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White Rock play explores ‘moving on’ from tragedy

Peninsula Productions’ ‘Jewel’ finds humanity - and humour - amid grief
Director Ashley Chodat (left) and actor Carly Pokoradi share a laugh during a rehearsal of Jewel, by Joan MacLeod, coming to Peninsula Productions’ studio theatre March 7 to 10. (Contributed photo)

While Canadian playwright Joan MacLeod’s 1987 piece, Jewel, is rooted in real-life tragedy – it’s really about moving on.

On Valentine’s Day 1982, 87 men lost their lives when their oil drilling platform Ocean Ranger, at work off the coast of Newfoundland, collapsed and sank.

But while that’s the catalyst for MacLeod’s play, it’s less about the tragedy itself, and more about survival – particularly, the emotional survival of Marjorie, young widow of one of the victims.

Jewel, directed by Ashley Chodat, is the next staged reading in Peninsula Productions’ ongoing series at its studio theatre in Centennial Park, White Rock (March 7 to 10, 7 p.m. performances Thursday and Friday, 2 p.m. matinees only Saturday and Sunday).

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In a monologue on Valentine’s Day, three years after the disaster, the feisty Marjorie (Carly Pokoradi), now living on a trailer at a farm in Fort St. John, B.C. addresses her late husband.

Remembering the ups and downs of their relationship, the audience experiences her beginning to take first steps forward in understanding, and working her way through, her grief.

The play was actually the first for the playwright, now a professor at the University of Victoria. Formerly resident playwright for Tarragon Theatre in Toronto for some six years, she has gained international renown for such award-winning works as Amigo’s Blue Guitar (1990) and The Hope Slide (1993).

As MacLeod recalled, “I was writing about Marjorie’s feelings shortly after the tragedy happened, but it was too depressing. So I tried writing about Marjorie three years later, when she was waking to the world.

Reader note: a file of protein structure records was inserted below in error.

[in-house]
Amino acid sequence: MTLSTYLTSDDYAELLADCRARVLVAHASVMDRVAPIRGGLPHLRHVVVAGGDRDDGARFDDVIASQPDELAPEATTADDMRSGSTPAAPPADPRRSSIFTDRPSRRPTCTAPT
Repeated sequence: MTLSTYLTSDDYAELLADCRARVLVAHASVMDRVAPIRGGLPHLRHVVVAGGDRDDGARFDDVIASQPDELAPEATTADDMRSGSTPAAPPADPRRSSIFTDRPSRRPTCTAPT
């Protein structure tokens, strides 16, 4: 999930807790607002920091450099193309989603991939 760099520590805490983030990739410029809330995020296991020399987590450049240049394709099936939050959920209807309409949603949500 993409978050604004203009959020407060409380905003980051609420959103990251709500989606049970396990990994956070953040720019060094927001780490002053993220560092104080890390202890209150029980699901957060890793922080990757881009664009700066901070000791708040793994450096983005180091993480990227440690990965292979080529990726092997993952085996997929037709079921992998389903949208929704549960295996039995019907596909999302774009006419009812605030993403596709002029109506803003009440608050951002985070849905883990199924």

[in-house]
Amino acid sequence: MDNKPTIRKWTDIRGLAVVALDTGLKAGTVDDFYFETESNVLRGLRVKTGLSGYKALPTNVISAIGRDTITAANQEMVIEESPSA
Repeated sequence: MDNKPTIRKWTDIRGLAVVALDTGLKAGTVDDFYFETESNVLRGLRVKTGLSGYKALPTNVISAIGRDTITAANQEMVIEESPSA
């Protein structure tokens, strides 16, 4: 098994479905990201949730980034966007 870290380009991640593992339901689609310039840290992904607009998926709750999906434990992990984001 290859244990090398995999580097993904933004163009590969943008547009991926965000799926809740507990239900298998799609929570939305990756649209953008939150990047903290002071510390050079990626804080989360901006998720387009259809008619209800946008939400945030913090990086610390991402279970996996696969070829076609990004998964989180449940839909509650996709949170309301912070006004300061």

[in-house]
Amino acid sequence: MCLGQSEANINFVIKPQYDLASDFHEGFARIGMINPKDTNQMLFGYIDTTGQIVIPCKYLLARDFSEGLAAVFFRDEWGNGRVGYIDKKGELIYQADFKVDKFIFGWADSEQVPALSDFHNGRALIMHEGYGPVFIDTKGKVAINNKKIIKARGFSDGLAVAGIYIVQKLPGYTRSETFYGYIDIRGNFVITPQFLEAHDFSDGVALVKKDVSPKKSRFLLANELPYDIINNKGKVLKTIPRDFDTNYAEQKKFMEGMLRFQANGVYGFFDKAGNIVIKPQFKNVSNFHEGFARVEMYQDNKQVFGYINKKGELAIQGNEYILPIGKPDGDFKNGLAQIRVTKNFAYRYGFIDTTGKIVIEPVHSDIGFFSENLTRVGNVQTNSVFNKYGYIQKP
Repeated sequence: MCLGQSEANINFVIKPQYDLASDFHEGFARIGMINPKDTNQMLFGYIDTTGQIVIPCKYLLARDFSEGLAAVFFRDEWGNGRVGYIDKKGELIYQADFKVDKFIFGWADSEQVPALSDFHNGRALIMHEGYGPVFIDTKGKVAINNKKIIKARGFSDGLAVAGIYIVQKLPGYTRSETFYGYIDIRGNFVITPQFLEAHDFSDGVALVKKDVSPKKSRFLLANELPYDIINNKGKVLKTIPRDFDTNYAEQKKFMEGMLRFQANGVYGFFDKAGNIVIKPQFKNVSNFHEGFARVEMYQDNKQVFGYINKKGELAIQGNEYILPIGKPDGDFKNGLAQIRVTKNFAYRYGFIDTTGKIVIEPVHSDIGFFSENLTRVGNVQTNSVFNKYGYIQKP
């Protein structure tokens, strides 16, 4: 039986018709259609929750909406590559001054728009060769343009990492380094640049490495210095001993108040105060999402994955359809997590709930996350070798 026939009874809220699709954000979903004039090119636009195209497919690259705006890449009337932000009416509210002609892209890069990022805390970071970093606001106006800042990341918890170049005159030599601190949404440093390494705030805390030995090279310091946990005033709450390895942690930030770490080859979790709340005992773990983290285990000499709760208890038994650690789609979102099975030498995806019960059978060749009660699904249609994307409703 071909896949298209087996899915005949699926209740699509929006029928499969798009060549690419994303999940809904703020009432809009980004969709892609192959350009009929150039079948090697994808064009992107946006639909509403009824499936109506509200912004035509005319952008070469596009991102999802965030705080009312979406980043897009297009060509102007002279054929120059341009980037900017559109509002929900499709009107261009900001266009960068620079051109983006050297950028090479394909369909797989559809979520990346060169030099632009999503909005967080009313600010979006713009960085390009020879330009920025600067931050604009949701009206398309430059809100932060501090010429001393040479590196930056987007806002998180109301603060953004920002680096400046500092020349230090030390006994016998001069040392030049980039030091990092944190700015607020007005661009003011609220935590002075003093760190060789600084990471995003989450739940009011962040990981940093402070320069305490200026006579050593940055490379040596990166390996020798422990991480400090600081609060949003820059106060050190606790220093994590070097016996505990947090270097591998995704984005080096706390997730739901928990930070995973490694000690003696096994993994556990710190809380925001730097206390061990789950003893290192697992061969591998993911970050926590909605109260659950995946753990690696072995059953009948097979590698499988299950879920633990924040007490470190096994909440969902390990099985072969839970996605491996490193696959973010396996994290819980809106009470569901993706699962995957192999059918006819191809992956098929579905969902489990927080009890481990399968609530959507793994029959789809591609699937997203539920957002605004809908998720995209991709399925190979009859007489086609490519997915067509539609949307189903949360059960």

“I had met a widow, Amy, who was facing the same situation with a lot of spirit. She was funny. She was being a smartass to avoid something painful. So I put a lot of Amy into the voice of Marjorie. And suddenly the character came alive.”

As director, Chodat said she “really related to the way it explores the story of a widow from the perspective of a young woman.”

“It’s very much a love letter (to her husband). It’s her way of saying goodbye – so there are moments that are melancholy and bittersweet,” she added.

“But it’s also about how we honour those we have loved, while finding hope and courage, moving forward, and regaining one’s own identity. And it also shows how grief brings people together.”

Along with the expected sadness of the situation, the script also has a great deal of humour, Chodat noted.

“Marjorie is a very energetic character, and she walks us through some of her previous relationships in a way that is very relatable and very funny.”

Chodat, herself a playwright and dramaturg, has worked with Bard on the Beach, Arts Club, The Cultch, PTC, Green Thumb, Arts Umbrella, Little Mountain Lion, Carousel Theatre for Young People (Vancouver) Theatre SKAM, and Kaleidoscope (Victoria).

Her recent play June Bug was judged a winner at both the Vancouver Fringe and Victoria Fringe festivals.

Now returned to the Semiahmoo Peninsula (her home since her teen years), after earning her B.A. in Fine Arts in Victoria, she is particularly enjoying being able to reconnect with Peninsula Productions, with whom she previously worked as an actor.

She’s also enjoying working with Pokoradi, a Jessie Richardson Award-winner, an artistic associate with Monster Theatre, a graduate of Studio 58, and one half of the comedy duo The Dangerous Janes.

Among her recent credits are Juliet: A Revenge Comedy (a holdover hit for The Cultch/Monster Theatre), Snow White (Carousel Theatre for Young People), and The Löwensköld Ring (Little Mountain Lion Productions).

“Carly’s been a dream to work with,” Chodat said. “I’ve been a fan of her work for some time.

“She’s so present and so funny in rehearsal, and brings so many unique offers – it’s been a very collaborative process.

“She’s also an incredible physical performer so, although this is a staged reading, she has been finding so many ways to bring physicality into it, and humour through it.”

Above all, Chodat said, she hopes Jewel will resonate with the local audience – and perhaps even provide a relatable sense of healing.

“I think they can expect to find humour and ultimately empathy for those who have lost loved ones through unexpected tragedy,” she said.

Peninsula Productions’ studio theatre is located next to the ice arena at Centennial Park, 14600 North Bluff Rd. For more information, call 604-536-8335.

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About the Author: Alex Browne

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